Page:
Anxiety Gone Right? In Other Sports Yes But Not in Golf.
Many times I have described to golfers that you can play as a goalie.goalkeeper with an anxious rage and be successful but those traits don’t translate well to golf.
Consider the following scenario as an indoor soccer goalkeeper or as a goalie in ice hockey. With the rapid fire scenario of “shot save, ball loose in front save, rebound rolls out the point, Ohhhh what a save!!!” anxiety plays a key roll in helping give you the fight or flight energy to give that second, third and forth effort.
The reason this works is that the anxious adrenaline rush plus simply reacting to things as they unfold combine to give amazing results.
The reacting to pictures is one key. I, with my social anxiety, can not tell a joke to save my life. I try to make it happen and the words do not come out right and/or my rhythm is off.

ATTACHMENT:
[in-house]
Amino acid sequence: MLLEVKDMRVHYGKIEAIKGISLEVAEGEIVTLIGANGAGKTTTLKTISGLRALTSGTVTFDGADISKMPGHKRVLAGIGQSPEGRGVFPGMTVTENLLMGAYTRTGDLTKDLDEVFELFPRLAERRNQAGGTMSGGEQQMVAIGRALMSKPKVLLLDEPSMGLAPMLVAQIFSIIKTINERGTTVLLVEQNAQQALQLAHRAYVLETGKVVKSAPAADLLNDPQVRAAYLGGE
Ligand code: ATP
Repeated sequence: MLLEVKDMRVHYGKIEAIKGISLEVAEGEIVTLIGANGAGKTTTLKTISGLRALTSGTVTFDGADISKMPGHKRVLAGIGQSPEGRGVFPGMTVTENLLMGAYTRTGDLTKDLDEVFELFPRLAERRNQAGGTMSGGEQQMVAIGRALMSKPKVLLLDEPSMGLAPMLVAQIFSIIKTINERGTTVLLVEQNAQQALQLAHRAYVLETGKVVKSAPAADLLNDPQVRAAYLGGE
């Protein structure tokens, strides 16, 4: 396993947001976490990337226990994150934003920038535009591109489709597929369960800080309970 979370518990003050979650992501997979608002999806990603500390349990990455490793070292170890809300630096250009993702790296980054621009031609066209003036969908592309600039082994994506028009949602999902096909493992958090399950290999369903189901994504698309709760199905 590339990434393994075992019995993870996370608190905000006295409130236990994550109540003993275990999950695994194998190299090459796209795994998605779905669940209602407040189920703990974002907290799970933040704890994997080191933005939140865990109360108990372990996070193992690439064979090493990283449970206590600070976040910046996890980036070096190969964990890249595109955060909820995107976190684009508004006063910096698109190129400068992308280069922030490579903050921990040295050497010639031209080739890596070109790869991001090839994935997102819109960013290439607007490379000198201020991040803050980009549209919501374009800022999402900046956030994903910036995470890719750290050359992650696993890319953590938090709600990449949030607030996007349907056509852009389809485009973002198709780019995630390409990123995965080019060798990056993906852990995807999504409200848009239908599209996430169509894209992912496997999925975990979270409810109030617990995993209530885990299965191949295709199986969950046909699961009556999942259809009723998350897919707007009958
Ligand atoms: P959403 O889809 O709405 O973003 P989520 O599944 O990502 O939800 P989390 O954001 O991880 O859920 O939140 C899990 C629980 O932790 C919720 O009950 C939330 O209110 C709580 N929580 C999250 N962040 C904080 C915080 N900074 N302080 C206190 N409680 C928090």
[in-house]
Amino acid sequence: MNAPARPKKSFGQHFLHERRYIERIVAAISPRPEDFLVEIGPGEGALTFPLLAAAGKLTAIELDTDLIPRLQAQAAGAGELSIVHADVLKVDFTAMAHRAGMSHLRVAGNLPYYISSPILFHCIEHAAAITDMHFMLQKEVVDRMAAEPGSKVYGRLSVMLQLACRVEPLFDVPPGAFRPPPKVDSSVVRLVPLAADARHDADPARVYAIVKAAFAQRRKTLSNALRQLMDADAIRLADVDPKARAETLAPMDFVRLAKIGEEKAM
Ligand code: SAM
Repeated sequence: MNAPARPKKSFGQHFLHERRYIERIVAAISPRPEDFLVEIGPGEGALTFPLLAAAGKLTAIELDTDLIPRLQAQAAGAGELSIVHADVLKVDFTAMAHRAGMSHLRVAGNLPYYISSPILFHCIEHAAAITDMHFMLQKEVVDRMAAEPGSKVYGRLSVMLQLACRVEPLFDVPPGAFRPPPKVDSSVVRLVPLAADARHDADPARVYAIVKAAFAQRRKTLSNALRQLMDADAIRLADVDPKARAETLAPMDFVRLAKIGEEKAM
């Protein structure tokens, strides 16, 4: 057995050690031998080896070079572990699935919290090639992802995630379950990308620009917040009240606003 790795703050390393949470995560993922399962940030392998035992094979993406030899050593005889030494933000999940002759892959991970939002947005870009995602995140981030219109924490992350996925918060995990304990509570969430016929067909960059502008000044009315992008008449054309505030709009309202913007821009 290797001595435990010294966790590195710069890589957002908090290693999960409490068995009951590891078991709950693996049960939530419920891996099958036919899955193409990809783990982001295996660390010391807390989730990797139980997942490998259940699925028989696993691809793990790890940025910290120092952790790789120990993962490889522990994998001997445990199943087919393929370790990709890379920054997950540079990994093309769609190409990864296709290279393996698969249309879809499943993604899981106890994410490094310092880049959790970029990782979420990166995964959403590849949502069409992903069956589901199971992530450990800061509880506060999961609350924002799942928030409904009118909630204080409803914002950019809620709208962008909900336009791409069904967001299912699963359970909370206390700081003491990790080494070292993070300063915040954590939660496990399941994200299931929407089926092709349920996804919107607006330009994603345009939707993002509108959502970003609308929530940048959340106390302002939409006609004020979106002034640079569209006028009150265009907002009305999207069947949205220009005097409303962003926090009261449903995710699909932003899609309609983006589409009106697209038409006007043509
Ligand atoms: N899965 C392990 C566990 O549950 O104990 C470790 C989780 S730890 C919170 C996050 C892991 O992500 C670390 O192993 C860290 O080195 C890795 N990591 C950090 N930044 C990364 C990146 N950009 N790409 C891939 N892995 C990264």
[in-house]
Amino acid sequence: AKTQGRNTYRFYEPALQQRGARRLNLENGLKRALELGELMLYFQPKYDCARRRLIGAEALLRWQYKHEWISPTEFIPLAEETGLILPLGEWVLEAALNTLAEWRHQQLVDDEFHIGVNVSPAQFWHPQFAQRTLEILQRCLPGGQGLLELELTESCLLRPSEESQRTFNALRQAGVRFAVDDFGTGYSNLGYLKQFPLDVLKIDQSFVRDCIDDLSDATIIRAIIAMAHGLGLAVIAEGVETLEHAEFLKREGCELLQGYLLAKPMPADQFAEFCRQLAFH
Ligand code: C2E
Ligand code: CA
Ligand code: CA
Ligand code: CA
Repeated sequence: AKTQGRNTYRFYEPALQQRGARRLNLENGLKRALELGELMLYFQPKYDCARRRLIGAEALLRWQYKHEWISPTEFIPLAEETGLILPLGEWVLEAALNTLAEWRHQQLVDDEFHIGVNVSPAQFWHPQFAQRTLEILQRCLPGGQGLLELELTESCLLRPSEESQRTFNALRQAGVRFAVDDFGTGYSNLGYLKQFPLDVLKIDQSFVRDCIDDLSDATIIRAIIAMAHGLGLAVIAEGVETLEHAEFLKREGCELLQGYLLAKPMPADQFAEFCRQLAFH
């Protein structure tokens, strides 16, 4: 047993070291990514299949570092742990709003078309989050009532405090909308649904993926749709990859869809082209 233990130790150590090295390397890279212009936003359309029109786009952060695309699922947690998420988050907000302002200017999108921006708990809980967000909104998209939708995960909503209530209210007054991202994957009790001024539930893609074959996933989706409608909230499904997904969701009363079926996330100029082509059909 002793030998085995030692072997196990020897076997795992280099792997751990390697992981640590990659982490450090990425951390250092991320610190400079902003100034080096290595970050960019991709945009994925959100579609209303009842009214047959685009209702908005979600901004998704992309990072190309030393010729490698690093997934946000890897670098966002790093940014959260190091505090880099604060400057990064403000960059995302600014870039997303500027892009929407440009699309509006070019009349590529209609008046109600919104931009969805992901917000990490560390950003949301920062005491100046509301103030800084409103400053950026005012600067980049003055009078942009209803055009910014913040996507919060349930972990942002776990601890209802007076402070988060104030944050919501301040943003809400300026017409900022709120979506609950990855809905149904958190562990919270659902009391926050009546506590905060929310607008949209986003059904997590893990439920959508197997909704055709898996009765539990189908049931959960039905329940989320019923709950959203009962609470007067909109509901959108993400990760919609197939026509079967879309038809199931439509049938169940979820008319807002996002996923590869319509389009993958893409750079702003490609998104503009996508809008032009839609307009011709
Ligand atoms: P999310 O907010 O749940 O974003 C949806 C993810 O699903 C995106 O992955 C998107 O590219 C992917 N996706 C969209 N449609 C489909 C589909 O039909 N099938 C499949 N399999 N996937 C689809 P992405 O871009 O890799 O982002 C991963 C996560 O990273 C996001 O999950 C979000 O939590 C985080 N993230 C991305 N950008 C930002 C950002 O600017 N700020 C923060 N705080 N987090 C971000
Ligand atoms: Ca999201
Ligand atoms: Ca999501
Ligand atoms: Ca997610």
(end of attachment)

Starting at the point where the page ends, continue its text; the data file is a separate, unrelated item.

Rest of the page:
However, I can improvise with the best of them. When I am with the right people, where I can go blue without worry, then my inner Robin Williams comes out. In this case, I am successful because I am simply reacting to things as they happen around me. I can even be anxious and it still works albeit with a Robin Williams like manic energy.
However, in golf, anxiety is is almost always an impairment. Most anxiety comes from your brain fixated on future possible events. When that happens, it creates tension that can/will destroy a golf swing that requires one to be loose, free, rhythmic and effortless.
So when athletes come from other sports it is often hard to dial down the anxious part when playing golf. The anxious energy that comes from a defensive back trying to deflect a touch down pass comes into mind. The defensive back awareness of consequences gives him that needed adrenaline boost. However, in golf, awareness of what happens if you miss a putt is disastrous. This is where learning to use the tools of mindfulness come into play.
Golf works when you are in the moment, simply reacting to a picture with out any awareness of consequences. It is the tools of mindfulness, that can help turn an anxious pressure putt to simply just another six foot putt without any thought or care of the future.